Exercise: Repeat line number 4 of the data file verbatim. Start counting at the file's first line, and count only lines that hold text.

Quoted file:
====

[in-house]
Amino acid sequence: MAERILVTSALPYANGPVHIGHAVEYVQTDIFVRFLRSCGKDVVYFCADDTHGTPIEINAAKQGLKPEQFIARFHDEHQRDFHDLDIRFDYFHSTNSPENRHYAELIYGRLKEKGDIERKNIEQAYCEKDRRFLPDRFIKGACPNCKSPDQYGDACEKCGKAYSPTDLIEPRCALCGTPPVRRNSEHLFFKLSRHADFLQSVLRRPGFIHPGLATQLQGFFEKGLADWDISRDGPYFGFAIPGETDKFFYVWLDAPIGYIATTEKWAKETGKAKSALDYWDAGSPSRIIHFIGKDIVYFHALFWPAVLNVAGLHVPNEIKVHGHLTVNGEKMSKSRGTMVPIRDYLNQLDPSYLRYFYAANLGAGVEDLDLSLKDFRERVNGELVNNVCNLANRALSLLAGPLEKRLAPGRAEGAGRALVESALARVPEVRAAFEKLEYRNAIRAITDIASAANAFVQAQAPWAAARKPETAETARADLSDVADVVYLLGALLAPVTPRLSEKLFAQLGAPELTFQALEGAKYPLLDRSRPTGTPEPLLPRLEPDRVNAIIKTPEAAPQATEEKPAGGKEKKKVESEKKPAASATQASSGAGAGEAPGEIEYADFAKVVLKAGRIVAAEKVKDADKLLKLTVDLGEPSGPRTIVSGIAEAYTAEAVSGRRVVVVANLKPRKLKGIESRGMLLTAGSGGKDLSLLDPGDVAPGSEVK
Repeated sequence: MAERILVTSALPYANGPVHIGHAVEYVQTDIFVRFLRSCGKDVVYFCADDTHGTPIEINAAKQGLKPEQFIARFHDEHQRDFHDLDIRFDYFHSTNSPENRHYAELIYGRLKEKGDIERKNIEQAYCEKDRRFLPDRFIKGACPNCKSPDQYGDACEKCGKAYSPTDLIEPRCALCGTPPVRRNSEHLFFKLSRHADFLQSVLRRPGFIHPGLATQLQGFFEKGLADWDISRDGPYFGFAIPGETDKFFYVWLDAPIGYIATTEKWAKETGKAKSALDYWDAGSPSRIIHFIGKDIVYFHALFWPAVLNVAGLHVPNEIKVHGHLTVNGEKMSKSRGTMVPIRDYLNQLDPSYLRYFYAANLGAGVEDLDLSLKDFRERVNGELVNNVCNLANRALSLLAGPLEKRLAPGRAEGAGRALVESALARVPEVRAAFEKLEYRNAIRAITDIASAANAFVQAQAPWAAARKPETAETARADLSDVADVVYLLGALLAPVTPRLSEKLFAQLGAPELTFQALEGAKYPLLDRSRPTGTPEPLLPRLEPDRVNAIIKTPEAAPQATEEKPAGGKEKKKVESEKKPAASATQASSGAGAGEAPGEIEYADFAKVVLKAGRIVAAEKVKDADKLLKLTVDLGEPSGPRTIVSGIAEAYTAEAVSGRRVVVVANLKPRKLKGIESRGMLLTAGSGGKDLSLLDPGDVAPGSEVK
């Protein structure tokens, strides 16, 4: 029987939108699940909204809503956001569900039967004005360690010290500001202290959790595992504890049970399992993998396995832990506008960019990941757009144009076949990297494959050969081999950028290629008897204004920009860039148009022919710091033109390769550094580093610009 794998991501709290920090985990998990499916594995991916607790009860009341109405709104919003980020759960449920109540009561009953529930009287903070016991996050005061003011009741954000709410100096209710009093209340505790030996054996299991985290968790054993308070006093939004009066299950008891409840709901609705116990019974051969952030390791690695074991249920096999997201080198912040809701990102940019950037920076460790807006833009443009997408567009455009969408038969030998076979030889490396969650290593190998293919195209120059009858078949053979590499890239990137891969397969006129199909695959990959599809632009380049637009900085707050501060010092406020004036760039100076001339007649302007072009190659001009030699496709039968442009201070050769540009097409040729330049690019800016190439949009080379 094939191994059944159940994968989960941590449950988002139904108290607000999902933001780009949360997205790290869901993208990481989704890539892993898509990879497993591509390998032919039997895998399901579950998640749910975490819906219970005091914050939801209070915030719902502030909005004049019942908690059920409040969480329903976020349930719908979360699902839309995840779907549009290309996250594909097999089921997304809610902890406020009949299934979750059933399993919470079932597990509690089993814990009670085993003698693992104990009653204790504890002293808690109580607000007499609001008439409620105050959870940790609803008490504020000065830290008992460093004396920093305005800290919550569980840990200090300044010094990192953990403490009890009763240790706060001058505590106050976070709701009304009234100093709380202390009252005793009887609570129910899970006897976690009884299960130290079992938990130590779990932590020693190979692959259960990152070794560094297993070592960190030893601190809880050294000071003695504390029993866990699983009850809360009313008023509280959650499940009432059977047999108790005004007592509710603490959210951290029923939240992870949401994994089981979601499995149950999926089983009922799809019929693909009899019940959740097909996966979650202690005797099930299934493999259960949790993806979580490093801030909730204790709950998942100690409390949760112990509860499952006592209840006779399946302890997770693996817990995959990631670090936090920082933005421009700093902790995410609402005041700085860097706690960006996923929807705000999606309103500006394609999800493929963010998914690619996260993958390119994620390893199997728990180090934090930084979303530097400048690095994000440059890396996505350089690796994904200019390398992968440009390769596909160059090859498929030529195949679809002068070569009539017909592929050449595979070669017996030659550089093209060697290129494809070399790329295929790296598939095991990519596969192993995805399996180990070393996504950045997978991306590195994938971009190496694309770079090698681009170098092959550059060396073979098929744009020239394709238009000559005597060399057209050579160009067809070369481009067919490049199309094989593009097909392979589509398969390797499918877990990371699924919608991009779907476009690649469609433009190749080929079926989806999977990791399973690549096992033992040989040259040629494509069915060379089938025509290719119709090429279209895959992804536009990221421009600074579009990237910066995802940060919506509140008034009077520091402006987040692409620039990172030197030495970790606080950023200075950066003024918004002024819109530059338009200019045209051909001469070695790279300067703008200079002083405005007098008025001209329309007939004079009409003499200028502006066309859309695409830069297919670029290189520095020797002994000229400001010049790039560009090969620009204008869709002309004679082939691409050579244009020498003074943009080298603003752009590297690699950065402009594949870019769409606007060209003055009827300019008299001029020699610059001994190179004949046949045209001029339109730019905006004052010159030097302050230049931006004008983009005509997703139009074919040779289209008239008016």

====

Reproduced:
């Protein structure tokens, strides 16, 4: 029987939108699940909204809503956001569900039967004005360690010290500001202290959790595992504890049970399992993998396995832990506008960019990941757009144009076949990297494959050969081999950028290629008897204004920009860039148009022919710091033109390769550094580093610009 794998991501709290920090985990998990499916594995991916607790009860009341109405709104919003980020759960449920109540009561009953529930009287903070016991996050005061003011009741954000709410100096209710009093209340505790030996054996299991985290968790054993308070006093939004009066299950008891409840709901609705116990019974051969952030390791690695074991249920096999997201080198912040809701990102940019950037920076460790807006833009443009997408567009455009969408038969030998076979030889490396969650290593190998293919195209120059009858078949053979590499890239990137891969397969006129199909695959990959599809632009380049637009900085707050501060010092406020004036760039100076001339007649302007072009190659001009030699496709039968442009201070050769540009097409040729330049690019800016190439949009080379 094939191994059944159940994968989960941590449950988002139904108290607000999902933001780009949360997205790290869901993208990481989704890539892993898509990879497993591509390998032919039997895998399901579950998640749910975490819906219970005091914050939801209070915030719902502030909005004049019942908690059920409040969480329903976020349930719908979360699902839309995840779907549009290309996250594909097999089921997304809610902890406020009949299934979750059933399993919470079932597990509690089993814990009670085993003698693992104990009653204790504890002293808690109580607000007499609001008439409620105050959870940790609803008490504020000065830290008992460093004396920093305005800290919550569980840990200090300044010094990192953990403490009890009763240790706060001058505590106050976070709701009304009234100093709380202390009252005793009887609570129910899970006897976690009884299960130290079992938990130590779990932590020693190979692959259960990152070794560094297993070592960190030893601190809880050294000071003695504390029993866990699983009850809360009313008023509280959650499940009432059977047999108790005004007592509710603490959210951290029923939240992870949401994994089981979601499995149950999926089983009922799809019929693909009899019940959740097909996966979650202690005797099930299934493999259960949790993806979580490093801030909730204790709950998942100690409390949760112990509860499952006592209840006779399946302890997770693996817990995959990631670090936090920082933005421009700093902790995410609402005041700085860097706690960006996923929807705000999606309103500006394609999800493929963010998914690619996260993958390119994620390893199997728990180090934090930084979303530097400048690095994000440059890396996505350089690796994904200019390398992968440009390769596909160059090859498929030529195949679809002068070569009539017909592929050449595979070669017996030659550089093209060697290129494809070399790329295929790296598939095991990519596969192993995805399996180990070393996504950045997978991306590195994938971009190496694309770079090698681009170098092959550059060396073979098929744009020239394709238009000559005597060399057209050579160009067809070369481009067919490049199309094989593009097909392979589509398969390797499918877990990371699924919608991009779907476009690649469609433009190749080929079926989806999977990791399973690549096992033992040989040259040629494509069915060379089938025509290719119709090429279209895959992804536009990221421009600074579009990237910066995802940060919506509140008034009077520091402006987040692409620039990172030197030495970790606080950023200075950066003024918004002024819109530059338009200019045209051909001469070695790279300067703008200079002083405005007098008025001209329309007939004079009409003499200028502006066309859309695409830069297919670029290189520095020797002994000229400001010049790039560009090969620009204008869709002309004679082939691409050579244009020498003074943009080298603003752009590297690699950065402009594949870019769409606007060209003055009827300019008299001029020699610059001994190179004949046949045209001029339109730019905006004052010159030097302050230049931006004008983009005509997703139009074919040779289209008239008016």